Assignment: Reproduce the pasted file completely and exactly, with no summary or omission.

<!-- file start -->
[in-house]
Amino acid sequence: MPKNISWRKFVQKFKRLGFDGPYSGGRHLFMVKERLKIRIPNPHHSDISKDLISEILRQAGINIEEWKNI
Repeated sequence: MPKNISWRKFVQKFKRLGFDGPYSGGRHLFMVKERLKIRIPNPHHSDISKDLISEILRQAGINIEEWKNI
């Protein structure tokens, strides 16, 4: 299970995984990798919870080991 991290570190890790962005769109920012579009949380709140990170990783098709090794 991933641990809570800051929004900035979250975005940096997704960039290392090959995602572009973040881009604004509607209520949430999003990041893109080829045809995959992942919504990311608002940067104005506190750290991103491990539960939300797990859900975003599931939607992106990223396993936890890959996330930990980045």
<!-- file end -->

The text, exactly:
[in-house]
Amino acid sequence: MPKNISWRKFVQKFKRLGFDGPYSGGRHLFMVKERLKIRIPNPHHSDISKDLISEILRQAGINIEEWKNI
Repeated sequence: MPKNISWRKFVQKFKRLGFDGPYSGGRHLFMVKERLKIRIPNPHHSDISKDLISEILRQAGINIEEWKNI
């Protein structure tokens, strides 16, 4: 299970995984990798919870080991 991290570190890790962005769109920012579009949380709140990170990783098709090794 991933641990809570800051929004900035979250975005940096997704960039290392090959995602572009973040881009604004509607209520949430999003990041893109080829045809995959992942919504990311608002940067104005506190750290991103491990539960939300797990859900975003599931939607992106990223396993936890890959996330930990980045």